Grunert M et al.
Aims For the majority of congenital heart diseases (CHDs), the full complexity of the causative molecular network, which is driven by genetic, epigenetic and environmental factors, is yet to be elucidated. Epigenetic alterations are suggested to play a pivotal role in modulating the phenotypic expression of CHDs and their clinical course during life. Candidate approaches implied that DNA methylation might have a developmental role in CHD and contributes to the long-term progress of non-structural cardiac diseases. The aim of the present study is to define the postnatal epigenome of two common cardiac malformations, representing epigenetic memory and adaption to hemodynamic alterations, which are jointly relevant for the disease course.
Methods and Results We present the first analysis of genome-wide DNA methylation data obtained from myocardial biopsies of Tetralogy of Fallot (TOF) and ventricular septal defect (VSD) patients. We defined stringent sets of differentially methylated regions between patients and controls, which are significantly enriched for genomic features like promoters, exons and cardiac enhancers. For TOF, we linked DNA methylation with genome-wide expression data and found a significant overlap for hypermethylated promoters and down-regulated genes, and vice versa. We validated and replicated the methylation of selected CpGs and performed functional assays. We identified a hypermethylated novel developmental CpG island in the promoter of SCO2 and demonstrate its functional impact. Moreover, we discovered methylation changes co-localized with novel, differential splicing events among sarcomeric genes as well as transcription factor binding sites. Finally, we demonstrated the interaction of differentially methylated and expressed genes in TOF with mutated CHD genes in a molecular network.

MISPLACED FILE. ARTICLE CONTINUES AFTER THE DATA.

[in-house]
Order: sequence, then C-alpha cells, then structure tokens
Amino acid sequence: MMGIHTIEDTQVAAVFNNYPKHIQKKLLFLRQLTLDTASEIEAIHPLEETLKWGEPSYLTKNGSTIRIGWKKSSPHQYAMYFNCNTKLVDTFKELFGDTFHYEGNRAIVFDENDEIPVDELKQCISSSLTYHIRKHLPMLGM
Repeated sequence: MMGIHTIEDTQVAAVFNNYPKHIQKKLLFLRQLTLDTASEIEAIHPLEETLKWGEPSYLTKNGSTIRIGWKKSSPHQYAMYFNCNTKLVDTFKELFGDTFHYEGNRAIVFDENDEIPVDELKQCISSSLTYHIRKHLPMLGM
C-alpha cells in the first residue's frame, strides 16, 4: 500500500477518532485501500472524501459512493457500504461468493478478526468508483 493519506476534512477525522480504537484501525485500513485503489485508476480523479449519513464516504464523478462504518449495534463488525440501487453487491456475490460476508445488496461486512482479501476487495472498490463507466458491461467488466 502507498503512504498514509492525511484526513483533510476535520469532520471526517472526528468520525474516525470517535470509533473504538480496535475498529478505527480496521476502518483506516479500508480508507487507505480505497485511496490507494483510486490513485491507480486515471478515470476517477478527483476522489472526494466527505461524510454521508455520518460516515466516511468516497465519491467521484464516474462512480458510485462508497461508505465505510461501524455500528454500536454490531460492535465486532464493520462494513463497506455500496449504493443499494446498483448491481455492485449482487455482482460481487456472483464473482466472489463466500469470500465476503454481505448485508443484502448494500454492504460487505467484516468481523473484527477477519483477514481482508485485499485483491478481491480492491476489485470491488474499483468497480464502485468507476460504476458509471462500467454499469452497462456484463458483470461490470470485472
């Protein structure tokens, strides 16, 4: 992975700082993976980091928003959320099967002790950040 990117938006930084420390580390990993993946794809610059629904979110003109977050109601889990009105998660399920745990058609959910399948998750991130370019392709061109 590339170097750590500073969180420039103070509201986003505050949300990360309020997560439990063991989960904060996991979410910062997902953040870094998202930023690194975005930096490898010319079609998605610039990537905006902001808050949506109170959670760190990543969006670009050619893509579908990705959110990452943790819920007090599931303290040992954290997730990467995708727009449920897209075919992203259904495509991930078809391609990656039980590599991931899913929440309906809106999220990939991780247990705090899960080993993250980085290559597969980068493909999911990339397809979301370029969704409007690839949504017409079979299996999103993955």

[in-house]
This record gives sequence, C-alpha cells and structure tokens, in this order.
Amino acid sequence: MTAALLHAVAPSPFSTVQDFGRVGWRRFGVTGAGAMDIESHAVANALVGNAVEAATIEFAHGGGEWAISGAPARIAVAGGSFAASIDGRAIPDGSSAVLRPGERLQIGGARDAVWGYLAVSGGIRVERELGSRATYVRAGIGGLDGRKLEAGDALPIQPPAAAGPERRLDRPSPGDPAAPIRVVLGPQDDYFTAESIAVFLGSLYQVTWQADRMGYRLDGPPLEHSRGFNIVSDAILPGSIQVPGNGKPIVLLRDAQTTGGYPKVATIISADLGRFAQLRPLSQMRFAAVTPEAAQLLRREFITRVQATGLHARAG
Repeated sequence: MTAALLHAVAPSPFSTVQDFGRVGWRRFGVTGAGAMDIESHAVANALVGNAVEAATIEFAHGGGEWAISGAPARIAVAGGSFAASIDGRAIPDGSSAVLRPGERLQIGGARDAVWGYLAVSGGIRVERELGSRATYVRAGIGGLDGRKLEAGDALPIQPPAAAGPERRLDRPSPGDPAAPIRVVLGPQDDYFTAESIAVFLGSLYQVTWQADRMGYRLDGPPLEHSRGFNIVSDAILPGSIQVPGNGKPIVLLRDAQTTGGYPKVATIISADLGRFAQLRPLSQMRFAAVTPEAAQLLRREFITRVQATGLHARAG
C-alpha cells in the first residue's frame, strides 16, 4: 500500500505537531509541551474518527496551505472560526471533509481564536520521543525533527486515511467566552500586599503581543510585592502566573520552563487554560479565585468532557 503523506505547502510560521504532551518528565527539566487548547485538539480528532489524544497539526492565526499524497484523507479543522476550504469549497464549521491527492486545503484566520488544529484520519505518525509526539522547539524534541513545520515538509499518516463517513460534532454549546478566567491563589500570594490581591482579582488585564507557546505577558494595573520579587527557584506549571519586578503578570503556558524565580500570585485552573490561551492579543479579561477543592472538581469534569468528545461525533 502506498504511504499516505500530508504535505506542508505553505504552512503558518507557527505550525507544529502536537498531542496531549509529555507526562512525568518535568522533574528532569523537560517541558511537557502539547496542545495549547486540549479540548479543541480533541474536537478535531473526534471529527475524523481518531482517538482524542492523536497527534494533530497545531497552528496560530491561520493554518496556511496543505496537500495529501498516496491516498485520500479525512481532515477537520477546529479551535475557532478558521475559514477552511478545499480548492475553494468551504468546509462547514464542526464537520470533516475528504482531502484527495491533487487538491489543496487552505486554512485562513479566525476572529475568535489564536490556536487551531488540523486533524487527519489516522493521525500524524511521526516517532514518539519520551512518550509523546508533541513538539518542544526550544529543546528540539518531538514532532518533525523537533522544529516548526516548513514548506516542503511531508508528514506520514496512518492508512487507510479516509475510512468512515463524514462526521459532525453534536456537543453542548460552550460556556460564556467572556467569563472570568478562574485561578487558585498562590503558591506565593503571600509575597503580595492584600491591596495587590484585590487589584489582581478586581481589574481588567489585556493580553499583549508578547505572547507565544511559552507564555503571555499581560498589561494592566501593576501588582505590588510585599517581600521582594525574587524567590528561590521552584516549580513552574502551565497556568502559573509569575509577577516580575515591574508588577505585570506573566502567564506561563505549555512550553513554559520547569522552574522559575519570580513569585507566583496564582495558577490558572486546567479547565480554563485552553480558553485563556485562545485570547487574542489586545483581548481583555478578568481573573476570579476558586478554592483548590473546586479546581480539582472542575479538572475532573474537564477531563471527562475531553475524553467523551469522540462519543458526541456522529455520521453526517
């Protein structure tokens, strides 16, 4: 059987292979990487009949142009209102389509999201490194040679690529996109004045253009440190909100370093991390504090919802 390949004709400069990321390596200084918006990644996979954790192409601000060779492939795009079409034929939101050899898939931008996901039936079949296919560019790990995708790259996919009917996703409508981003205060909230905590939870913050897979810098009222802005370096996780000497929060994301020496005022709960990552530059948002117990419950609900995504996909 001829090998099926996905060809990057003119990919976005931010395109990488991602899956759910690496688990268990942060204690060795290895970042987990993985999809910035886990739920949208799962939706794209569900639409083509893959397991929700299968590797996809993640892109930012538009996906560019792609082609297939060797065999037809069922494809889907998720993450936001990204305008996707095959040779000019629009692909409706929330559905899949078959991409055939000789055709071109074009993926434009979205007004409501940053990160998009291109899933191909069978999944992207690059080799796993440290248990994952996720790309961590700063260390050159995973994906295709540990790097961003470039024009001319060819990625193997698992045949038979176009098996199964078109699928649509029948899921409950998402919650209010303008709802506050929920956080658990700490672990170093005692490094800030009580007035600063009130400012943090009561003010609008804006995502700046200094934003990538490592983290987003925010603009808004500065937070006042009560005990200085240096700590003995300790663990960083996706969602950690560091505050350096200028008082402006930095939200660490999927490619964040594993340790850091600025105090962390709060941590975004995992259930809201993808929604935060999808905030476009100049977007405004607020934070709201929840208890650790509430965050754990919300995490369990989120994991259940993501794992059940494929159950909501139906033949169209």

Conclusions By interrogating DNA methylation and gene expression data, we identify two novel mechanism contributing to the phenotypic expression of CHDs: aberrant methylation of promoter CpG islands and methylation alterations leading to differential splicing.